Free associations galore!  “Was this the face that launched a thousand ships…” is a quote from Christopher Marlowe’s Doctor Faustus, also quoted by Trelane in TOS: “The Squire of Gothos.”  It refers to Helen of Troy, whose beauty led to the Trojan War and the burning of Troy (Ilium).  (Asimov is generally credited with coining a unit of measurement called a millihelen: the amount of beauty required to launch one ship.)  This leads into an image of the sacking of Troy, the “great quadrupedal animal” being the Trojan Horse.
Next, we jump to the similar myth of Shaka’s city falling to its enemies, and here we get what you’ve all been waiting for: exactly why the walls fell.  It’s your classic hubris situation.  The poor guy can’t catch a break.
From there, we shift to a paraphrase of Joshua 6:20 from the King James Bible: “So the people shouted when the priests blew with the trumpets: and it came to pass, when the people heard the sound of the trumpet, and the people shouted with a great shout, that the wall fell down flat, so that the people went up into the city, every man straight before him, and they took the city.”
The bearded figure playing the trombone is Commander Riker.  That becomes a red-alert klaxon, bringing us to the crash of the Enterprise from Generations, and Data’s infamous use of profanity in that sequence.
In case it’s unclear, it’s Geordi who says “His cognitive destabilization is accelerating” and Deanna who replies.  Geordi then shakes his head, his VISOR glinting.  Then back to Deanna, telling Data to focus.
270 Tasha Yar’s death is from “Skin of Evil.”  Tasha and Data slept together in “The Naked Now.”  Ard’rian McKenzie was a colonist attracted to Data in “The Ensigns of Command.”  He zapped an aqueduct with his phaser in that episode.  He almost shot Kivas Fajo with a disruptor in “The Most Toys.”  Crosis the liberated Borg let Data experience hate in “Descent.”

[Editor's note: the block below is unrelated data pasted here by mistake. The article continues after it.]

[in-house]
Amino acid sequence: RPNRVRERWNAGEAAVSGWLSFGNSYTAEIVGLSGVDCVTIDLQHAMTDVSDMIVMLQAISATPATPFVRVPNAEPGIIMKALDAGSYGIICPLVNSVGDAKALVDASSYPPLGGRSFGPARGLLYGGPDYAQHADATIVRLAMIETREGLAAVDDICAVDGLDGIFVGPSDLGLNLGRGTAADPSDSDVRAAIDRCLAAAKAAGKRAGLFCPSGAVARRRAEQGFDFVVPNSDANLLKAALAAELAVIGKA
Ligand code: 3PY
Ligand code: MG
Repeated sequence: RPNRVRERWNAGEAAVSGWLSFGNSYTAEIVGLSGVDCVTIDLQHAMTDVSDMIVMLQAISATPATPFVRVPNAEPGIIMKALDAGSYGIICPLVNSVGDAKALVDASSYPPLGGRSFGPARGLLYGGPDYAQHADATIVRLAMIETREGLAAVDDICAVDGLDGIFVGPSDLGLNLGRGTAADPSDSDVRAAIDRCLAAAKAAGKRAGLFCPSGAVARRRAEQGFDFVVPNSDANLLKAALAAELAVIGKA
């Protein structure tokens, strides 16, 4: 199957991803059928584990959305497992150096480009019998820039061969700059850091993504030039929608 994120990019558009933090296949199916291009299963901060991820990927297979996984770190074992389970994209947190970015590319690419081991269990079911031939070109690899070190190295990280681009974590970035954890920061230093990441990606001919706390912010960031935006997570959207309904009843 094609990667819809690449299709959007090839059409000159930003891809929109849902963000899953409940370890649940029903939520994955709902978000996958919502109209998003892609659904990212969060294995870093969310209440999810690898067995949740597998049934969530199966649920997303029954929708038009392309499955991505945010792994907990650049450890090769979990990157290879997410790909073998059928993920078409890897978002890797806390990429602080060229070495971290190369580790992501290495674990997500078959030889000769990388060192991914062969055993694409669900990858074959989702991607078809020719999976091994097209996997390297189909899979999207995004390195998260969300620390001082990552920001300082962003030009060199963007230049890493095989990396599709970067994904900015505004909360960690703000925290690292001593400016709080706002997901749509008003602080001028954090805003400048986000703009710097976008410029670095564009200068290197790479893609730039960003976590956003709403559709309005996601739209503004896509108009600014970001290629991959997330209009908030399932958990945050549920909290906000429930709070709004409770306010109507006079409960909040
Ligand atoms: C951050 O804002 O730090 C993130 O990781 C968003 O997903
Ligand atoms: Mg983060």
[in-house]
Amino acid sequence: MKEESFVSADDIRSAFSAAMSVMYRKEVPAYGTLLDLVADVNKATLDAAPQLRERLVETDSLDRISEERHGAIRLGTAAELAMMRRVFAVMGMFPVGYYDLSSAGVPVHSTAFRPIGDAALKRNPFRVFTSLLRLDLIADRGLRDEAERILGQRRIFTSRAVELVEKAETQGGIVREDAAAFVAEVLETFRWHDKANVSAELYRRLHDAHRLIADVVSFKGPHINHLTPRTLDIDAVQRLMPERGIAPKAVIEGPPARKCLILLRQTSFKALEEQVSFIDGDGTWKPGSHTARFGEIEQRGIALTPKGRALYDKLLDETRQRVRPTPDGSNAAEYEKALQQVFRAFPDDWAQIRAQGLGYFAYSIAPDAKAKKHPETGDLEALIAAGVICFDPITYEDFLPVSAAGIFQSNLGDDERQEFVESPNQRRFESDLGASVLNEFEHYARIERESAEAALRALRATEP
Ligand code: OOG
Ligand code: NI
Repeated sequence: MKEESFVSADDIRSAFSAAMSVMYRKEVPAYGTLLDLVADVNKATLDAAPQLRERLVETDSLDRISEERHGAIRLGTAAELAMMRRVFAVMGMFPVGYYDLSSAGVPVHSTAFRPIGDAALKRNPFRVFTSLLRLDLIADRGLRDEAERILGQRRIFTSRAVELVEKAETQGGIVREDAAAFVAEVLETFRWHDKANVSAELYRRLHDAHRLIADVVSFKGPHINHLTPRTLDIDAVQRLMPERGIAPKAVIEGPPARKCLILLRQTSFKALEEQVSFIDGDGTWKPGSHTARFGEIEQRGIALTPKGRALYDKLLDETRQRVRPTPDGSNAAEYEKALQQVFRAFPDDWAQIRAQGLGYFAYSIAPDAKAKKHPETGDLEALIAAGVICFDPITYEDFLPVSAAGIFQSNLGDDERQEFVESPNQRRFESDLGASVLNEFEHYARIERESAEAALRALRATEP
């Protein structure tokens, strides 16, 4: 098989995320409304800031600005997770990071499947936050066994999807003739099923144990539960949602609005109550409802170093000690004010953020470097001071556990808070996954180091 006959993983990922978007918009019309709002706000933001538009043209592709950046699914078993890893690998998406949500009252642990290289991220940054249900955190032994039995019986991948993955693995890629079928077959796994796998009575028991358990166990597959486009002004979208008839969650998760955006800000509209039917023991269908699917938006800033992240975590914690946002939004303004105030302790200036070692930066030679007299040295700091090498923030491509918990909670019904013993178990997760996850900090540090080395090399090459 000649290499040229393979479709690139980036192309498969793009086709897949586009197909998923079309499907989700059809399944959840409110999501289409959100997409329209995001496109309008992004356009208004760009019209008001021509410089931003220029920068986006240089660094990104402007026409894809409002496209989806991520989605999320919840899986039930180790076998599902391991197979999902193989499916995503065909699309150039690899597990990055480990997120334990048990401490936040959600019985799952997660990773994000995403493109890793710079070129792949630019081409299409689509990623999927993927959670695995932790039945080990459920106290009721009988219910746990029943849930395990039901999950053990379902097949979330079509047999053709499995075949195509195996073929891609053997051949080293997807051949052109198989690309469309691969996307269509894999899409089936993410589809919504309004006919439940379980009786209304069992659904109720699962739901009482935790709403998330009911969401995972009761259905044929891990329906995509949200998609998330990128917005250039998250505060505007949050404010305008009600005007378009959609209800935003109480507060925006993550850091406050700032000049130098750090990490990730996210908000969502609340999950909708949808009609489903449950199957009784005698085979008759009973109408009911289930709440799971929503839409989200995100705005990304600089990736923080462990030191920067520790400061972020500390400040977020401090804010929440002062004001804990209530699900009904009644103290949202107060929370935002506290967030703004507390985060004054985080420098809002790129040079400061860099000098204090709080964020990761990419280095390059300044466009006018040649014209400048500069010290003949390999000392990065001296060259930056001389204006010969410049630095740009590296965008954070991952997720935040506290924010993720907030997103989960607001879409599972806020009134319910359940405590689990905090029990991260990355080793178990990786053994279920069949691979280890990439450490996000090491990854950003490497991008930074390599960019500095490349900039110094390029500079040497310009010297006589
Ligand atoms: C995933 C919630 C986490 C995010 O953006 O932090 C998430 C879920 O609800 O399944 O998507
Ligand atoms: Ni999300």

272 Palwin of the Fields is, of course, an homage to the late, great Paul Winfield, portrayer of Captain Dathon.
Delphic proclamations are cryptically prophetic ones.  The oracles at Delphi inhaled volcanic vapors, affecting their mental state, and the resultant gibberish was interpreted as prophecy.
274 Data is quoting Hamlet, Act I, Sc. iii.

In writing this story, I was walking a bit of a tightrope between what I wanted to say about Data and what canon insisted upon.  I always felt it was ethnocentric to assume that Data had no emotions just because his responses were not recognizably human; as Deanna discusses on p. 260, Data’s responses could be defined as a distinctively android kind of emotion.  (This discussion was based on a scene I originally wrote for a TNG spec script.)  The emotion chip felt to me like an easy fix, a way to facilitate his misguided pursuit of human mimicry over his exploration of his own unique identity.

To a degree, the later movies helped with this, for they essentially abandoned the emotion-chip storyline: in First Contact, Data could turn it off at will; in Insurrection, there was a throwaway line saying he hadn’t taken it with him on the mission; and in Nemesis, its existence was totally disregarded and Data was his old self. These developments have been explained elsewhere in Trek fiction: how Data gained the ability to turn off the chip is explored in an installment of the TNG: Slings and Arrows eBook miniseries, and its permanent removal prior to Nemesis was explained in A Time to Be Born and A Time to Die by John Vornholt.  In this story, I tried to set the stage for those progressive steps away from the emotion chip by having Data learn not to define himself, his worth, or his ability to grow based on the presence of the chip.  This let me get across some of my own dissatisfaction with the idea of the emotion chip.  However, I tried to establish that he still valued the chip and what he could learn from it, in order to stay reasonably consistent with previously published tales such as A Time to Be Born/Die and Immortal Coil by Jeffrey Lang.